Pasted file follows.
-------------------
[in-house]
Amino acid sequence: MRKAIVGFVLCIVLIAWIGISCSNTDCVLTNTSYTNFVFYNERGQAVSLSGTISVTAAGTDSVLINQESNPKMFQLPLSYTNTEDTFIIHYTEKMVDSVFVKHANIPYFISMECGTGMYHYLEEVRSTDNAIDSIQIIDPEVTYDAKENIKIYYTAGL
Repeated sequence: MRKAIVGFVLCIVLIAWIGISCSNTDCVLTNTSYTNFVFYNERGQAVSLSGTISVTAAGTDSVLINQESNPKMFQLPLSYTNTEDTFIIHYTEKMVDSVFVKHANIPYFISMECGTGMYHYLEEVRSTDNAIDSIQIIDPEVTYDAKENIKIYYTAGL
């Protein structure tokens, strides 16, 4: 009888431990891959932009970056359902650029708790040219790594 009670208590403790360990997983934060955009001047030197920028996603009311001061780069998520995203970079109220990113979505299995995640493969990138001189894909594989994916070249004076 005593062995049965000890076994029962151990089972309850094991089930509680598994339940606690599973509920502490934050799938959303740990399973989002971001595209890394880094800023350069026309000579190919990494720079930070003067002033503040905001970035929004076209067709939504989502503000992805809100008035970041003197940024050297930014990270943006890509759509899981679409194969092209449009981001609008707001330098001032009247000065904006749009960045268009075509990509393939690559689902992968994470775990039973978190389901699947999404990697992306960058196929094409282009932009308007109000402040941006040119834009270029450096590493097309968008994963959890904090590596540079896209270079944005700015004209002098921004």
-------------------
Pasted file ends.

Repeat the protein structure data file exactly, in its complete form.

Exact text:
[in-house]
Amino acid sequence: MRKAIVGFVLCIVLIAWIGISCSNTDCVLTNTSYTNFVFYNERGQAVSLSGTISVTAAGTDSVLINQESNPKMFQLPLSYTNTEDTFIIHYTEKMVDSVFVKHANIPYFISMECGTGMYHYLEEVRSTDNAIDSIQIIDPEVTYDAKENIKIYYTAGL
Repeated sequence: MRKAIVGFVLCIVLIAWIGISCSNTDCVLTNTSYTNFVFYNERGQAVSLSGTISVTAAGTDSVLINQESNPKMFQLPLSYTNTEDTFIIHYTEKMVDSVFVKHANIPYFISMECGTGMYHYLEEVRSTDNAIDSIQIIDPEVTYDAKENIKIYYTAGL
């Protein structure tokens, strides 16, 4: 009888431990891959932009970056359902650029708790040219790594 009670208590403790360990997983934060955009001047030197920028996603009311001061780069998520995203970079109220990113979505299995995640493969990138001189894909594989994916070249004076 005593062995049965000890076994029962151990089972309850094991089930509680598994339940606690599973509920502490934050799938959303740990399973989002971001595209890394880094800023350069026309000579190919990494720079930070003067002033503040905001970035929004076209067709939504989502503000992805809100008035970041003197940024050297930014990270943006890509759509899981679409194969092209449009981001609008707001330098001032009247000065904006749009960045268009075509990509393939690559689902992968994470775990039973978190389901699947999404990697992306960058196929094409282009932009308007109000402040941006040119834009270029450096590493097309968008994963959890904090590596540079896209270079944005700015004209002098921004």